One problem science fiction books often are faced with is their inability to truly connect with the reader. Often times the author will get so caught up in explaining the setting or the background in the technology that he or she fails to write in such a way that hooks the reader, through dynamic characters or an engaging plot. The Martian, however, manages to perfectly balance humor with tragedy, and weaves the necessary science into the plot in a way where the story remains captivating. The author ultimately delivers a story that is appealing to many.
The Martian traces the story of Mark Watney, a quick-witted and resourceful botanist and mechanical engineer on the Ares III Mars mission. When a fierce dust storm occurs, the crew is forced to evacuate. However, Mark is hit by flying debris and lost in the storm. Believing him to be dead, the remaining Ares III crew abandons the mission, unintentionally leaving Mark behind on the isolated planet. With no way initially to contact Earth, Mark must rely on his own ingenuity to survive. Meanwhile, upon discovering Mark’s survival, NASA must work to figure out a way to bring him home.
Though the overall message conveyed in the book is philosophical and at times, weighty and somewhat depressing, the book is written in such a way that the story remains appropriately light and often times humorous, with laugh-out-loud moments interlaced with perfectly timed profanity. However, the story still manages to keep the reader on the edge of their seats, wondering what obstacle Mark will face next or what problem NASA will be confronted with in the seemingly impossible endeavor.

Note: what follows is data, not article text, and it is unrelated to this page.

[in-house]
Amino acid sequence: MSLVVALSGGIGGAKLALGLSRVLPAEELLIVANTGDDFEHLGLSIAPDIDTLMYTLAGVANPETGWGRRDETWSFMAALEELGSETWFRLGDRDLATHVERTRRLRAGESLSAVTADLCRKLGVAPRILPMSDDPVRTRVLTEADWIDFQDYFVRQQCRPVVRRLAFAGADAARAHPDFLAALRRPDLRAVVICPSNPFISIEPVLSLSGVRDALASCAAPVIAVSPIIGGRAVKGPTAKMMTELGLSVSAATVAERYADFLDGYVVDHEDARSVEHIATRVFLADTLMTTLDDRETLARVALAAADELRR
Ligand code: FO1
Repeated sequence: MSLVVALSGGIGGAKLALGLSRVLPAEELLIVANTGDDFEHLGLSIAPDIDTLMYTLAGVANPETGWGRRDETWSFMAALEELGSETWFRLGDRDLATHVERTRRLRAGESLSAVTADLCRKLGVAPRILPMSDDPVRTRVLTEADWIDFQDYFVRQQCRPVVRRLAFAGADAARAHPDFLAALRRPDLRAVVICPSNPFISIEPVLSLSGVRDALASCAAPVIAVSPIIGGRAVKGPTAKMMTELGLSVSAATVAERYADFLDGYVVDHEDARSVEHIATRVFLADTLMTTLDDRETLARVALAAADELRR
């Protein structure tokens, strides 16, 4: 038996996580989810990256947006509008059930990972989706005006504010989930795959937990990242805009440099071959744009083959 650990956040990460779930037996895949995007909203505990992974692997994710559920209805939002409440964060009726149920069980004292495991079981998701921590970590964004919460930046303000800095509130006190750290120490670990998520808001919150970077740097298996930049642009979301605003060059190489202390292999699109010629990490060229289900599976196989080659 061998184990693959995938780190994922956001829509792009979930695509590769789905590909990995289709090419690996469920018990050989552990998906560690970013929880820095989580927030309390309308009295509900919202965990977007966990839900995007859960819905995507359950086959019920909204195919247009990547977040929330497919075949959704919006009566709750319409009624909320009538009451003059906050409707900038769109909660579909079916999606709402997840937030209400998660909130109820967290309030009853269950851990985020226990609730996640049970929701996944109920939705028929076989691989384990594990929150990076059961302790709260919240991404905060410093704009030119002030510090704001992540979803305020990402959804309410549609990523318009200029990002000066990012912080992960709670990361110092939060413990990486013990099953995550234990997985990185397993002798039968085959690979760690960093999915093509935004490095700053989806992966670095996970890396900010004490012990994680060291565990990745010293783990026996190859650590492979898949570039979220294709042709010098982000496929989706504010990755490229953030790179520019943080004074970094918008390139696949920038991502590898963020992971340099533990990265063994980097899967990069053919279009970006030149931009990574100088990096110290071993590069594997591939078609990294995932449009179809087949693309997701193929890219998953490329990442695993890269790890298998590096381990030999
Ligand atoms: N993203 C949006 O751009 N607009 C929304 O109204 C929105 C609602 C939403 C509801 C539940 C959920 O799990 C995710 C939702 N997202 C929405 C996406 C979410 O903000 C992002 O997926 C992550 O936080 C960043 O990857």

As a reader, I found myself absolutely immersed in Weir’s writing, and discovered myself almost surprised to be learning the science behind the plot. The style in which the book is written- as journal entries written by Mark- allows the reader to feel even more connected to this character as the story continues. This leads to the reader being further engaged in the plot, finding themselves devastated with each of Mark’s failures or setbacks, and practically jumping for joy with his victories. Weir writes in such a way where as readers, we are able to dive into and thoroughly enjoy the story and characters, but at the same time, not lose the message of the novel.
Ultimately, the Martian is a novel about a human’s will to survive when faced with seemingly impossible odds. We watch Mark struggle in total isolation with the constant fear of death, and how despite this, he remains optimistic. The Martian is a story of grit, suffering, optimism, and triumph against all odds, and is a truly enjoyable read for everyone who picks it up.